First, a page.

Wednesday, January 9, 2008

Credit where Credit is Due

There's an old saying that any publicity is good publicity, as long as they spell your name right. So just imagine the kick in the stomach you feel when you see a front page story on a project you poured your soul into and they don't mention your name at all.

You may have already read Dipu's entry on this blog about the Christmas Day front page story on Six Man, Texas and how excited were all were about. After all, it was great publicity for our little documentary and an interesting read. Only problem was, a major contributor was not only left out of the mix, his considerable contributions were attributed to someone else. Unfortunately, that someone else was me.

Some 6 or 7 column inches of type after the story jumped from Page 1 to A14, a paragraph reads:

"He wasn't really sure what it was about," said Tom Chamberlain, an Austin film editor Barber hired in 2005 to help him untangle the images. He recommended that Barber revisit some of the towns and film something other than football game: Who knows what would develop?

That 'graph becomes 100% accurate when you replace "Tom Chamberlain" with "Mike Scannell." I winced when I read it, but felt even worse by the end of the piece, because that was the only mention of any crew other than Alan and coproducer Laura Toups.

Now don't get me wrong, I'm not shy about taking credit. It's just I prefer it be legitimate. That 'graph was about Mike not me, and he should have gotten the mention. Two and a half years of slogging through 157+ hours of raw footage and 10 or 12 rough cuts, should earn you that.

Heck, how about an interview at least? Mike wasn't interviewed, perhaps because the writer, Eric Dexheimer, got the impression I was the editor, and called me instead. (He knew I cut the trailer, and must have assumed I cut the movie too.) What's weirder still is, he quoted that quote he used in the piece as attributed to me by Alan. I immediately recognized this as something Alan would have said about Mike and told Eric that I didn't say that, Mike Scannell, the primary editor, did.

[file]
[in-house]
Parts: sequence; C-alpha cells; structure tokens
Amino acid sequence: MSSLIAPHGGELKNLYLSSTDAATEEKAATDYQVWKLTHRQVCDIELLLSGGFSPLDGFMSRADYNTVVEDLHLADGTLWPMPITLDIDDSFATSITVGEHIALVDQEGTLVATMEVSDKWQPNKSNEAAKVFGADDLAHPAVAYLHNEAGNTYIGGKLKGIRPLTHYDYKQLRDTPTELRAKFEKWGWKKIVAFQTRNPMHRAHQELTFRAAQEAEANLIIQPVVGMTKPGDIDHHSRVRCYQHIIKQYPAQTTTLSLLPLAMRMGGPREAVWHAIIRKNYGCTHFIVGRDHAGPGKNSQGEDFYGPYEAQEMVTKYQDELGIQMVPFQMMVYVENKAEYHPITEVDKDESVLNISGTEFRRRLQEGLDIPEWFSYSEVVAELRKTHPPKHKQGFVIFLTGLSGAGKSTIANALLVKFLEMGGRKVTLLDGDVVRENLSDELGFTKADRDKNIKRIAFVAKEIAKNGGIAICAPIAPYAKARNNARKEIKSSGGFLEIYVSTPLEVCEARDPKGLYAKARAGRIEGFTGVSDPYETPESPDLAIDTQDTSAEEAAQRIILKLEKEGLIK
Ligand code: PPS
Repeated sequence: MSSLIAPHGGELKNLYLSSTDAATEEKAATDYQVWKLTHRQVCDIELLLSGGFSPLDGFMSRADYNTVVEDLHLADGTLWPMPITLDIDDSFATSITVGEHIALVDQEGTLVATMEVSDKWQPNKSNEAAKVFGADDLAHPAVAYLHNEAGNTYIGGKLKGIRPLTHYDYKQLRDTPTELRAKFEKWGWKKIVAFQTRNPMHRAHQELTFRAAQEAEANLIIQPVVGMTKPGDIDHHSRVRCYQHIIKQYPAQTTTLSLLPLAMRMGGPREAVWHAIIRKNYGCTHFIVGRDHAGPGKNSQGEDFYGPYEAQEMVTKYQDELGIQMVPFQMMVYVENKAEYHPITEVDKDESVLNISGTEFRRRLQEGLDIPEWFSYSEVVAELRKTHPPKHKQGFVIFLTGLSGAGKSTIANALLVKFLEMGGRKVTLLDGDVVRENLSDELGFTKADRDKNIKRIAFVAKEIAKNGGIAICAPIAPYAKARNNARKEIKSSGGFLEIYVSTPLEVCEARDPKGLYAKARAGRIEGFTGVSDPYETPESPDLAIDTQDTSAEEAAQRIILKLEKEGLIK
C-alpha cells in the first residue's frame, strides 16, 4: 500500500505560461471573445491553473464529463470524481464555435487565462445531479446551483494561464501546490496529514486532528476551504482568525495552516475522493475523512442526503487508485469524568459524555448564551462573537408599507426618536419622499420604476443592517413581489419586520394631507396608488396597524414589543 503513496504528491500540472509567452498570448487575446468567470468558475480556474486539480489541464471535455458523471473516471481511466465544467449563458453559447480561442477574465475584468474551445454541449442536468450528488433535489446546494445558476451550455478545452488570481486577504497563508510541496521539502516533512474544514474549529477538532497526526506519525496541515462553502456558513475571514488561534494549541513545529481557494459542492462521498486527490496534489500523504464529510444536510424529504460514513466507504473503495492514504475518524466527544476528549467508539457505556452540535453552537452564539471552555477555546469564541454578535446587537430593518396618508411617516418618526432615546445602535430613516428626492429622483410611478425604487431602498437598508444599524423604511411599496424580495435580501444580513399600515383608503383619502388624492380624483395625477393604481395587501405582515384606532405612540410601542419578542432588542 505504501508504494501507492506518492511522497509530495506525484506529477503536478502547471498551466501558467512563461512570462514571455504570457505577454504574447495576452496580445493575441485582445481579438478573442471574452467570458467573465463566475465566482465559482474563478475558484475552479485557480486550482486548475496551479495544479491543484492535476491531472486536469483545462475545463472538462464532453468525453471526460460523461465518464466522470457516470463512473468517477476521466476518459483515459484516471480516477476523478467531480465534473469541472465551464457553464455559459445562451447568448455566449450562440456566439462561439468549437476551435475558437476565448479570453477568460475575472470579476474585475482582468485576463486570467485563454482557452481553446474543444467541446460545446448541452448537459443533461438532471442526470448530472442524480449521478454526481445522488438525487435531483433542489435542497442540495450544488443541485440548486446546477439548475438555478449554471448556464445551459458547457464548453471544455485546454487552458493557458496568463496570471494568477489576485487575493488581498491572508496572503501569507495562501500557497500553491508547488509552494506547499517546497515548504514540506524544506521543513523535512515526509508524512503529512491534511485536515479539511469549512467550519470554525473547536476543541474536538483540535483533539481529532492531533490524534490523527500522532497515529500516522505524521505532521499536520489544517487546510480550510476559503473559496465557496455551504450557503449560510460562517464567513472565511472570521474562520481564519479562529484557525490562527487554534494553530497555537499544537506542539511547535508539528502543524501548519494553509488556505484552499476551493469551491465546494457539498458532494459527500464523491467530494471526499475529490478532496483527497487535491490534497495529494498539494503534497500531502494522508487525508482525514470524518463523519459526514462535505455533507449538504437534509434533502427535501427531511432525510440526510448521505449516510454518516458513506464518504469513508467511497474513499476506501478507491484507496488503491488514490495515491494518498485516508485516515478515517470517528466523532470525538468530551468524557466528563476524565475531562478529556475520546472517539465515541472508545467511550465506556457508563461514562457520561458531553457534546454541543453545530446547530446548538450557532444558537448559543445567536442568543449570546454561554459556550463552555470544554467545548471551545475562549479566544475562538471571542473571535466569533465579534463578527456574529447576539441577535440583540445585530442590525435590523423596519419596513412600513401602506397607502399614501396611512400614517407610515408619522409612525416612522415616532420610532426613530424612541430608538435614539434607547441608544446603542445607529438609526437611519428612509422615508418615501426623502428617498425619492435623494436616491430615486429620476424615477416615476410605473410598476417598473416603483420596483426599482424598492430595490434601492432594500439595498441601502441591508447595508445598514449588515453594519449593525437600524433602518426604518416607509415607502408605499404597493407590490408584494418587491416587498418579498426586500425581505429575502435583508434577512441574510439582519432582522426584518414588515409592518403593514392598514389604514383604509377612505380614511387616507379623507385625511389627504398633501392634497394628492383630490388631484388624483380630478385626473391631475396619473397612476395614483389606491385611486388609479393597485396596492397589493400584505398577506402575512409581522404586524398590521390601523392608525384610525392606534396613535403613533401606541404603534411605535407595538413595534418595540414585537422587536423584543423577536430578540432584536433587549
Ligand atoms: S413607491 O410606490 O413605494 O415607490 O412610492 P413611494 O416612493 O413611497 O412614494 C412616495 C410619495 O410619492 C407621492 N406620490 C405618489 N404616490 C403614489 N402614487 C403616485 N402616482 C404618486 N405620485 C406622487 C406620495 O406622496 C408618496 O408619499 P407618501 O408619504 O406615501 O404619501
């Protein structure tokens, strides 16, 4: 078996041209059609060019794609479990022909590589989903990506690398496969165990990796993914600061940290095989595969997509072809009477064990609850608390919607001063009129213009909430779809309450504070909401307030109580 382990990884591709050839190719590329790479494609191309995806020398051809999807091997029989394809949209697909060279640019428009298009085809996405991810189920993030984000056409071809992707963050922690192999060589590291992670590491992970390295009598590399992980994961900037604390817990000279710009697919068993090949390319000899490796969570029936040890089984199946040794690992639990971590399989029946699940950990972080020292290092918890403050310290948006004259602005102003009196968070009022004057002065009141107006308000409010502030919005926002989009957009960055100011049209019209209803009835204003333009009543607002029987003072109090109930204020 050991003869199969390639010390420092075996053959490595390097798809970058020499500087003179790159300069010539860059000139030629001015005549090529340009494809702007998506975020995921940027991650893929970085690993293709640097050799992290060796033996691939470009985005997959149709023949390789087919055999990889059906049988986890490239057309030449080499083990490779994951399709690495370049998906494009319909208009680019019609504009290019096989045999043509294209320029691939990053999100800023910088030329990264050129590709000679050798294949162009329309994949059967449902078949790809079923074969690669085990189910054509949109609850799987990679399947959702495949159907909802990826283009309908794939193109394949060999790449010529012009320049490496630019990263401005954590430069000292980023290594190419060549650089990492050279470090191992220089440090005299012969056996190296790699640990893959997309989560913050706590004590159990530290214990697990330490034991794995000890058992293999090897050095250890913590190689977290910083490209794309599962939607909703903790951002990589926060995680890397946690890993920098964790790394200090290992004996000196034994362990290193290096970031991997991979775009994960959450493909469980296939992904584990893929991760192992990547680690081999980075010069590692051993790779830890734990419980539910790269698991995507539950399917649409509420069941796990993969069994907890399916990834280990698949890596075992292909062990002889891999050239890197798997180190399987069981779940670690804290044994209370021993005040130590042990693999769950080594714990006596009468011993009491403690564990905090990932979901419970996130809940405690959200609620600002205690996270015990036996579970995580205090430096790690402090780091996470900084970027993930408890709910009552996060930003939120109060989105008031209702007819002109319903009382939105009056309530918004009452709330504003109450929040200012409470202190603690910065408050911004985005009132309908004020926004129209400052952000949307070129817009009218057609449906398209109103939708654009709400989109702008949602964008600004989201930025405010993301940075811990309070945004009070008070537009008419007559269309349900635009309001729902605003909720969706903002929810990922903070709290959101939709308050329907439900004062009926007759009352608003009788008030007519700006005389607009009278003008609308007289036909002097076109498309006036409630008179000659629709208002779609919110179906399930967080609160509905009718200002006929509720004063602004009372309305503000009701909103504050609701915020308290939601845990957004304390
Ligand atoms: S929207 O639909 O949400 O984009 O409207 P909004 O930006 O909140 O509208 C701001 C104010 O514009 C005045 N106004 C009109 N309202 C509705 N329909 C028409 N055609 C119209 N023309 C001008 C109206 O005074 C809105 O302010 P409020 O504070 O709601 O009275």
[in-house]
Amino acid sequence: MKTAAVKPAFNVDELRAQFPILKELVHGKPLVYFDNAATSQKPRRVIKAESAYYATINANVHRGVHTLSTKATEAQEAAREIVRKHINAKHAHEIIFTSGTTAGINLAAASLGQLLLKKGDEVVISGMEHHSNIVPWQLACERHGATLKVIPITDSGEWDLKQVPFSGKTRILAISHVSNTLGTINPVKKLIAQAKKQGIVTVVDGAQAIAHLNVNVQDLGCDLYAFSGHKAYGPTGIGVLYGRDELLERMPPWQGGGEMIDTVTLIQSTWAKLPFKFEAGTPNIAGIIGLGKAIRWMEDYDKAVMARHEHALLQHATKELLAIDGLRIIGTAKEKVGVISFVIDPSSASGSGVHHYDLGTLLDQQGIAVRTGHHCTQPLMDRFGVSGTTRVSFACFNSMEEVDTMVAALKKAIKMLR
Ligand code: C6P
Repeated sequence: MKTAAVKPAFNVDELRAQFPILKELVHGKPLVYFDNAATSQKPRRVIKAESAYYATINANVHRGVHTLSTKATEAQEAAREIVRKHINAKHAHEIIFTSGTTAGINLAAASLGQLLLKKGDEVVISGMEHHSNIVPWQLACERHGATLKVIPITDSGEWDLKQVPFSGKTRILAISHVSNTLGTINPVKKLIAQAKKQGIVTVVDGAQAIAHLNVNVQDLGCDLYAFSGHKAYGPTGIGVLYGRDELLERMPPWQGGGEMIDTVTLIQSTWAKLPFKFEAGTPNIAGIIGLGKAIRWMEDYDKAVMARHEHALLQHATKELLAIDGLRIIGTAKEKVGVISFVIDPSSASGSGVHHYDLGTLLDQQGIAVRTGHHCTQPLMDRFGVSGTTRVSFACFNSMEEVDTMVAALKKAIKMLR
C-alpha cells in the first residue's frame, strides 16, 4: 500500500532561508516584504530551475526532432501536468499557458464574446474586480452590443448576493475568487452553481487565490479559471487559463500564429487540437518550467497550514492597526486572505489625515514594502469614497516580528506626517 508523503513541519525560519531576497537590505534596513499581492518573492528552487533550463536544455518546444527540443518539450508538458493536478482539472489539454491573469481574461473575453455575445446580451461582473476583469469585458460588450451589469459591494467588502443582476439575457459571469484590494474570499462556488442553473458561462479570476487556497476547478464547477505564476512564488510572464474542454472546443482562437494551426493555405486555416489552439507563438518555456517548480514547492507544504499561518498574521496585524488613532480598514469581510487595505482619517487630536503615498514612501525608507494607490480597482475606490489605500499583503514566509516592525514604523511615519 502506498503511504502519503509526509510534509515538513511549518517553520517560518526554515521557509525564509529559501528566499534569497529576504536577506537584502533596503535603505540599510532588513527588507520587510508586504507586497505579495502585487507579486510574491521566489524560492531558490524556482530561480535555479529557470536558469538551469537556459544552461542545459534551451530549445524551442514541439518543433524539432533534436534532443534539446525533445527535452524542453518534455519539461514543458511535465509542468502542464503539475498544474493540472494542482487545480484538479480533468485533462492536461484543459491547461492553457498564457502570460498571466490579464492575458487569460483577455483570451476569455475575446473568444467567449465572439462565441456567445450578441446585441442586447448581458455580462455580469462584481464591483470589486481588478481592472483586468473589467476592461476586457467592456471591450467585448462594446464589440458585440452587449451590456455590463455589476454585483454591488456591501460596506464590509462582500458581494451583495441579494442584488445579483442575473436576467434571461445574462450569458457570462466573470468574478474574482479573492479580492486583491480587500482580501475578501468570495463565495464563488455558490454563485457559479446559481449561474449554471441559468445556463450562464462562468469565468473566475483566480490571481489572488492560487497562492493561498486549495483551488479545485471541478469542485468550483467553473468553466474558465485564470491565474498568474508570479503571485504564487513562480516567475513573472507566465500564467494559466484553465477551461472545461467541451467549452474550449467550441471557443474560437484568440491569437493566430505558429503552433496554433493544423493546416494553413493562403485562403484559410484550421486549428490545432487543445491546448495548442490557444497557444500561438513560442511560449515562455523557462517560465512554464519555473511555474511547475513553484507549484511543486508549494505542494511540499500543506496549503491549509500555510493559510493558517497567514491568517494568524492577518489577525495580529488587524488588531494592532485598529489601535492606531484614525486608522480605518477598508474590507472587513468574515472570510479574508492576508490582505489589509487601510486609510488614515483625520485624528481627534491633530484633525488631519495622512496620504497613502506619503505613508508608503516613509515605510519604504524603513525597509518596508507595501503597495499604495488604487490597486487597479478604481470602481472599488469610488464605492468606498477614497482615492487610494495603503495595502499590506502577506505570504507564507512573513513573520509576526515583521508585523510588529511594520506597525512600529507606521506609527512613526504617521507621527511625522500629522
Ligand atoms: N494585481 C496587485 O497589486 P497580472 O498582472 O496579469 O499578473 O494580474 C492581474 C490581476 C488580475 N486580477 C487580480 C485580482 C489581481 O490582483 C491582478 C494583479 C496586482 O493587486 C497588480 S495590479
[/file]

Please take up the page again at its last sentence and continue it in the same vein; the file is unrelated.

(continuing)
Further, I explained that I was brought on later in 2005 to help Alan get that new footage. Yes, I proposed a story line we used as a starting point to direct the editing effort, but by the end of the interview, I was confident that I had made it clear that Mike was Editor in Chief and I was mainly a camera and lighting guy, who merely assisted in post production. I even remember suggesting that Eric interview Mike.

So it was a shock to see that paragraph. I felt for Mike because I know exactly what that's like. A ferw years back, Nueva Onda, a restaurant near S. Congress and Oltorf screened my feature film, In Flagrante, as part of their movie night series. I sent a notice of the screening plus a press kit to the Statesman and the Chronicle. The Statesman ignored it, but to my delight, the Chronicle printed a boxed mention of the screening in the film section with a promo photo from the film.

Then I read the accompanying text and my heart sank. Somehow, despite having a press kit with ample references to me having written and directed it, they attributed those jobs to some other guy, whose name I remember from the Film Threat review he wrote for the film. How ironic that some reviewer, who obviously never made a film in his life, was credited with mine.

For goodness sake, none of us are getting rich off these films people! Could you at least get our names right?

Having just written that, let me be clear that I don't mean to defame Eric with this post. He's a very nice guy, and a very good writer, and the story is more than we could have asked for. It's just that Mike did a fantastic job finding the film in Six Man, Texas and at the expense of an unbelievable amount of time. Simply put, he deserves credit for it.

Tom Chamberlain